Many-body Physics with Trapped Ions
When ions are laser cooled to temperatures in the mK range, they freeze out in crystalline structures, so-called Coulomb crystals. In these crystals the ionized atoms can be resolved individually by means of their fluorescence, see Fig.1. Depending on the trapping parameters the crystals take on different phases in one to three dimensional structures. When a symmetry breaking phase transition is crossed non-adiabatically, i.e. faster than the speed of sound in the crystal, topological defects can occur . Then the ions cannot communicate the new configuration they take on and different domains are formed inside the crystal with incompatible orientation. The resulting defects have the physical properties of discrete solitons and show a highly nonlinear behavior [2-4].
Preparing a two-dimensional Coulomb crystal as shown in Fig. 1(e), nanofriction in a self-organized system can be studied on atomic scale. This system can be viewed as two linear chains sliding against each other. This model system contains identical particles that are joined by interatomic springs, see Fig. 2. If the crystal features a topological defect, its local disturbance causes different intra-ion distances for the two ion chains. Varying the radial spacing between the atomic layers, a symmetry breaking phase transition, the so-called Aubry-type transition, can be observed (see Figure 3) . At this transition the motion changes from sticking to sliding, which changes the frictional properties of the ion chains.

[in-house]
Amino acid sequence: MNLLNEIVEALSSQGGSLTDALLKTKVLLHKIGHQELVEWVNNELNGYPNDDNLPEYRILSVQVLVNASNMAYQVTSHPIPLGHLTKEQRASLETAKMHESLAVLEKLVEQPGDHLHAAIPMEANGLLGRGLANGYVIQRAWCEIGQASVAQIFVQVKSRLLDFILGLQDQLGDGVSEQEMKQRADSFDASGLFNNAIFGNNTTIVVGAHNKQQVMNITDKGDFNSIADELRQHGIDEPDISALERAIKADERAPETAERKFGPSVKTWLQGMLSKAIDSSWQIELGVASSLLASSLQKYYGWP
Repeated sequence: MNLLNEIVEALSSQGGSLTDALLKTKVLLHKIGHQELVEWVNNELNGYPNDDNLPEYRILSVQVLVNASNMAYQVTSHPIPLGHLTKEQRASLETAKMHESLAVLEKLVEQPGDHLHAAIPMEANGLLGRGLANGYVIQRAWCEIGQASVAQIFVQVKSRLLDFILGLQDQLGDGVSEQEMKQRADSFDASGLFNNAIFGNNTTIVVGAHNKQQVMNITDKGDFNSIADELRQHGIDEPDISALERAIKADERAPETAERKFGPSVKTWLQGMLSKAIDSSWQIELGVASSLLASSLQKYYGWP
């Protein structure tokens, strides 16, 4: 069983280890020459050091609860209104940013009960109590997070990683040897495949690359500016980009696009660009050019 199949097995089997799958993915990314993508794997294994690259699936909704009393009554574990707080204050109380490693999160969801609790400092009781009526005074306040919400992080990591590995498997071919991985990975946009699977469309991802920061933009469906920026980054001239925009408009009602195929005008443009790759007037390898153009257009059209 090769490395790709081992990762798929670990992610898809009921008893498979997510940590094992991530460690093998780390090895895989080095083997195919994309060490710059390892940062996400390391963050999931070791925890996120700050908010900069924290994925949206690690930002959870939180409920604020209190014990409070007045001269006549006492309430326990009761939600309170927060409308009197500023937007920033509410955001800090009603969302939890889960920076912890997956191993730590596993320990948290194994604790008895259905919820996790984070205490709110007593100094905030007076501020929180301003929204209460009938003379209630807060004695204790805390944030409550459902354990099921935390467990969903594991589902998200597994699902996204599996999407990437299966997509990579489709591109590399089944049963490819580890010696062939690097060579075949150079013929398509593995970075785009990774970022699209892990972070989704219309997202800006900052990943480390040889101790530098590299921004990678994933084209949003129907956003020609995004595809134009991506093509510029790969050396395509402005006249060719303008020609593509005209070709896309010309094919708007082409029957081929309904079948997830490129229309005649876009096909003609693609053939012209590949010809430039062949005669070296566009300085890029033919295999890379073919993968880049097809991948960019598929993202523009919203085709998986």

As the formation of topological defects occuring in phase transitions is a universal phenomenon , the behavior of our crystals can be transferred to various other systems in nature, from solid-state to cosmological systems. In particular, the interaction of two ion chains with back action is similar to the dynamics of biomolecules, like the DNA strands.
The most important results can be found here.
Cosmology in the lab using laser-cooled ions
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